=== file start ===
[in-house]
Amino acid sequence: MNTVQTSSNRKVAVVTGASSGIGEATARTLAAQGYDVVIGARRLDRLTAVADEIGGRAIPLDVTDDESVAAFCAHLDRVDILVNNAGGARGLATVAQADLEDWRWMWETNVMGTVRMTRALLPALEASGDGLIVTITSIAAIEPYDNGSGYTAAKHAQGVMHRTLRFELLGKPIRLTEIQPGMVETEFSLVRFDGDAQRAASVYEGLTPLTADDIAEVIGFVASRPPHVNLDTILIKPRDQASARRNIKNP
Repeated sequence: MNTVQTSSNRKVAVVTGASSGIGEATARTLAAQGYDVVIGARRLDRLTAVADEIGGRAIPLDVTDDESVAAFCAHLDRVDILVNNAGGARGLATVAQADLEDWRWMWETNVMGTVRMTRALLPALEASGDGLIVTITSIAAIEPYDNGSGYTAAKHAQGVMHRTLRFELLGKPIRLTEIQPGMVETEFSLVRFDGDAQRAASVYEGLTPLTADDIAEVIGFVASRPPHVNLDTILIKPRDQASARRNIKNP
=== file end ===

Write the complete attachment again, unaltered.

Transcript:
[in-house]
Amino acid sequence: MNTVQTSSNRKVAVVTGASSGIGEATARTLAAQGYDVVIGARRLDRLTAVADEIGGRAIPLDVTDDESVAAFCAHLDRVDILVNNAGGARGLATVAQADLEDWRWMWETNVMGTVRMTRALLPALEASGDGLIVTITSIAAIEPYDNGSGYTAAKHAQGVMHRTLRFELLGKPIRLTEIQPGMVETEFSLVRFDGDAQRAASVYEGLTPLTADDIAEVIGFVASRPPHVNLDTILIKPRDQASARRNIKNP
Repeated sequence: MNTVQTSSNRKVAVVTGASSGIGEATARTLAAQGYDVVIGARRLDRLTAVADEIGGRAIPLDVTDDESVAAFCAHLDRVDILVNNAGGARGLATVAQADLEDWRWMWETNVMGTVRMTRALLPALEASGDGLIVTITSIAAIEPYDNGSGYTAAKHAQGVMHRTLRFELLGKPIRLTEIQPGMVETEFSLVRFDGDAQRAASVYEGLTPLTADDIAEVIGFVASRPPHVNLDTILIKPRDQASARRNIKNP